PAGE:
Alternating Fiscal Calendar Structures – what on Earth are you on about?!? Let me explain, using a real-world example that may be more common than you realize.
Most restaurants utilize a 4 week month, which becomes known as a period, and there are 13 periods in a year. There are a few reasons why the restaurant industry has adopted this calendar which include comparability across periods/years, inventory management, and payroll accounting. 4 weeks in a period * 13 periods in a year = 52 weeks. Nice and round, right? Unfortunately a year is not exactly 52 weeks. To account for this discrepancy, every few years a 53rd week is included in the fiscal calendar. When this occurs, the 13th period includes 5 weeks instead of 4.
So, the question becomes how to handle shifting calendar logic in a Hyperion Planning application? Particularly when all business rules are set to run based on logic that all periods have 4 weeks in period, dealing with a single period that has an extra week in it every few years becomes an infrequent but major issue.
Consider the following requirements:
- 53rd week will not be subject to standard calculations when it occurs, all values will be manually entered. 53rd week data must roll up automatically into the 13th period.
- 53rd week must be visible during data entry
- 53rd week must not be visible for reporting
- Application only has period granularity down to the period, not the week
To handle the above requirements and minimize application administration, alternate hierarchies and substitution variables are employed for forms, reports, and where necessary, calculations.
Substitution variables are used to reference the period dimension on all forms and reports. If a form is used for data entry, the “Period_Entry” Subvar is referenced. If a form or report is used for reporting purposes, the “Period_Report” subvar is referenced.
These subvars point to one of 3 hierarchies in the period dimension. The first is a standard hierarchy with 13 periods, which is referenced by both data entry and reporting subvars in standard 52-week years.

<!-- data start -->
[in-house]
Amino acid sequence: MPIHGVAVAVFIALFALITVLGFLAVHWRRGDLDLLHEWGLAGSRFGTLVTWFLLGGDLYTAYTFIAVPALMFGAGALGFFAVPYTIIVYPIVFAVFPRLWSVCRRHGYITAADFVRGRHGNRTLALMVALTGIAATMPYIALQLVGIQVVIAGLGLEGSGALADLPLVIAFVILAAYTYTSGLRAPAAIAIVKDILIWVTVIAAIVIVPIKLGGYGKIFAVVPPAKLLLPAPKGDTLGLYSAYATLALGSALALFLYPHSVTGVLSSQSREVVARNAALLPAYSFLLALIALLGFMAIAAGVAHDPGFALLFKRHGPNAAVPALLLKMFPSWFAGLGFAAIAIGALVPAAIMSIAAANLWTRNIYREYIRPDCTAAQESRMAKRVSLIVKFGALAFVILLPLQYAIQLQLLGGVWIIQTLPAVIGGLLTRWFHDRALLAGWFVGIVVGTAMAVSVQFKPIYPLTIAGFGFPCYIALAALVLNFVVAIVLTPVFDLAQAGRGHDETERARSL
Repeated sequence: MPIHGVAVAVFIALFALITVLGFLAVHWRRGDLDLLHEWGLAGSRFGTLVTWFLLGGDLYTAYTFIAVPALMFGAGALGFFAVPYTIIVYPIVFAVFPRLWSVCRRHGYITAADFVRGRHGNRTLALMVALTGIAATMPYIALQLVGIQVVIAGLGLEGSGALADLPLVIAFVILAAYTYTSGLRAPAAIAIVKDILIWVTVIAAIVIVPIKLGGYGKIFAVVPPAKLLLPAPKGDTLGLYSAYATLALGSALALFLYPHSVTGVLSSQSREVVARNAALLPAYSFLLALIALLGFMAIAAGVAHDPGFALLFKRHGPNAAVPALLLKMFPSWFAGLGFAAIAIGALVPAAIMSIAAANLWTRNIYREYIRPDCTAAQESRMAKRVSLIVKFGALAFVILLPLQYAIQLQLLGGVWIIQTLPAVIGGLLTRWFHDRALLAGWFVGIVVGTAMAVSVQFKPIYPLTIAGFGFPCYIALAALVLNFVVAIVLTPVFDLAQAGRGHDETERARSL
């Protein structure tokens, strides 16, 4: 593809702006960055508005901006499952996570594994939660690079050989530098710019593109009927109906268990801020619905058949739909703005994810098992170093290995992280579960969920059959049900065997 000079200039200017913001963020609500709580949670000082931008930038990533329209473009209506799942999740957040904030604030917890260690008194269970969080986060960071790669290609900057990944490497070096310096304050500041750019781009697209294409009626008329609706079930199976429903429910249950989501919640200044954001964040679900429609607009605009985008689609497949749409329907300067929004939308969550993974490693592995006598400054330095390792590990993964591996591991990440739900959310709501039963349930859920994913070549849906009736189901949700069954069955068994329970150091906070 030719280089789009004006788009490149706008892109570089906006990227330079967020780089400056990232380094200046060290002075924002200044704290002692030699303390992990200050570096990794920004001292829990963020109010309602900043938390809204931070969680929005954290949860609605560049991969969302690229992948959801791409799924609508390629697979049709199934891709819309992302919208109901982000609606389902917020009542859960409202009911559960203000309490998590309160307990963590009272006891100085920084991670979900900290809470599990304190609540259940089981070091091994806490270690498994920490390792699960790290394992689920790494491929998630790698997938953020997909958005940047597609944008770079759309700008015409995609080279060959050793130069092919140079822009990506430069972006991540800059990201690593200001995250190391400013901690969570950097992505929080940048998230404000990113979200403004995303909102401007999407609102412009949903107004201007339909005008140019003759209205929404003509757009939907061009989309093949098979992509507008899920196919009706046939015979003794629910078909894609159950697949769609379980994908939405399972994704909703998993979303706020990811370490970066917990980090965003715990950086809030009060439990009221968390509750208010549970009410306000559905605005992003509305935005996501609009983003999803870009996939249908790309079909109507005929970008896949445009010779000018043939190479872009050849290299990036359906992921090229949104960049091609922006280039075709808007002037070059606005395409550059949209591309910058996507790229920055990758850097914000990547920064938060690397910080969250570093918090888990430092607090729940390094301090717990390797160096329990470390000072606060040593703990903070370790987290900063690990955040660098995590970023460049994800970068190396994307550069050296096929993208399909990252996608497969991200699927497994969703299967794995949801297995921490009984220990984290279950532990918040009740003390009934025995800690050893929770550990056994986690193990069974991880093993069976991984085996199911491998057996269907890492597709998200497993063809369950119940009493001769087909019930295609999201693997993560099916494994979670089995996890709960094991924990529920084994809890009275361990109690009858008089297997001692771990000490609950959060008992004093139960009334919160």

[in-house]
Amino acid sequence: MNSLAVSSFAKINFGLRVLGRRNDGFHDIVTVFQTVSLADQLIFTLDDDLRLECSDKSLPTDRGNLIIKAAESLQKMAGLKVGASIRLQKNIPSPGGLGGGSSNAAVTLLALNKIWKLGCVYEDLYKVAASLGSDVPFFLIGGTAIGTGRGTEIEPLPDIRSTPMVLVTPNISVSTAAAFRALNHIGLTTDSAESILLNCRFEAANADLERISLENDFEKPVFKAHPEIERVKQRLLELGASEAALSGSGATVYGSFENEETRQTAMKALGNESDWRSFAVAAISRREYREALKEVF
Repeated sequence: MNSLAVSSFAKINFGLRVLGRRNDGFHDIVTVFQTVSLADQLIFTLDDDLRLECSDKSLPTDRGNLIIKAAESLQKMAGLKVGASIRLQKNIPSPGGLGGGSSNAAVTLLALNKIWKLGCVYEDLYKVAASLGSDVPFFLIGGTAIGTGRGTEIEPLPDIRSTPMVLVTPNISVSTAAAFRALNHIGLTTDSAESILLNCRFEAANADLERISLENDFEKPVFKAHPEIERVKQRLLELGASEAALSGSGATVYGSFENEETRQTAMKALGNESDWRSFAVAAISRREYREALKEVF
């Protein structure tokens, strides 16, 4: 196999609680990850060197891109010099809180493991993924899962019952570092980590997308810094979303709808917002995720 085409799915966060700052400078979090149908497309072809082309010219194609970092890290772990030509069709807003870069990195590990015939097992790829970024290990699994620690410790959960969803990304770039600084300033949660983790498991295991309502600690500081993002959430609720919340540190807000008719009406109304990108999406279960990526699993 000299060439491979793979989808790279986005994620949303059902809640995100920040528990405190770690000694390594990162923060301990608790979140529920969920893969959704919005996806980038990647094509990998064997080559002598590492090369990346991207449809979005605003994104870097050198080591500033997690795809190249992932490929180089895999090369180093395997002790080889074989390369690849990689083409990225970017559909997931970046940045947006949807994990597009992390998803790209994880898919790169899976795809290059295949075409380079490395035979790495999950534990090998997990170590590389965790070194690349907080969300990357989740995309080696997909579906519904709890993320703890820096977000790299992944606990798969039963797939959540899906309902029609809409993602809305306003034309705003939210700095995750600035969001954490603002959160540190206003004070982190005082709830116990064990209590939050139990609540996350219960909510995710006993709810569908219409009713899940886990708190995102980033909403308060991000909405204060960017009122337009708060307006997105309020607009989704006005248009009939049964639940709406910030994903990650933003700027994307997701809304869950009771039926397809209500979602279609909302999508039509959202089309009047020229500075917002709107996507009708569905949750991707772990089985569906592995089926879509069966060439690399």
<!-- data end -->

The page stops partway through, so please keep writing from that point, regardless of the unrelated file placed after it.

The second hierarchy is used by the Period_Entry subvar during 53 week years. It shares period 1-13 with the hierarchy above, but it also includes a “14th” period. This 14th period is the 53rd week which exists for data entry purposes only.
The final hierarchy is referenced by the “Period_Report” subvar during 53rd week years for reporting. It contains shared members for periods 1-12, and a “ P13’ “ member. The “ P13’ “ member is a dynamically calculated member formula which adds up the base P13 and P14 members: P13’ = P13+P14;
Now we’ve discussed both the substitution variables and the hierarchies they reference – here is a cheat sheet which details how they interact given the two different fiscal year structures:
Next we will be looking at two forms, one that is used for data entry (named Data Entry) and another that is used for reporting (named Data Report). These are simplistic examples but the concept displayed here can be applied to any sort of form or Financial Report.
The Period dimension is referenced as follows in the “Data Entry” form:
The Period dimension is referenced as follows in the “Data Report” form:
When the subvars are set for a standard 52 week year, the forms are displayed as follows:
Above, the Entry and Data report forms both show 13 periods, in this case the values for each period are consistent across the entire year as very simple calculations were used to build up periods based on 4 weeks.
Now, when the substitution variables are flipped to their 53rd week settings, the forms look different:
In the data entry form, the 14th period is visible. One week’s worth of data was entered in this field.
In the Data Report form, you cannot see the 14th period, but you can see the special P13’ member. It sums up P13 and P14 as shown on the data entry form.
This method is one way to manage fiscal calendars that have different structures. In this case we are solving for a 53rd week which occurs every few years in the restaurant industry’s fiscal calendars. By changing just 2 substitution variables, every report, form and calculation can adapt to address wether a standard calendar year, or a non-standard calendar year is currently in play.
Blog post by James Renger of Key Performance Ideas.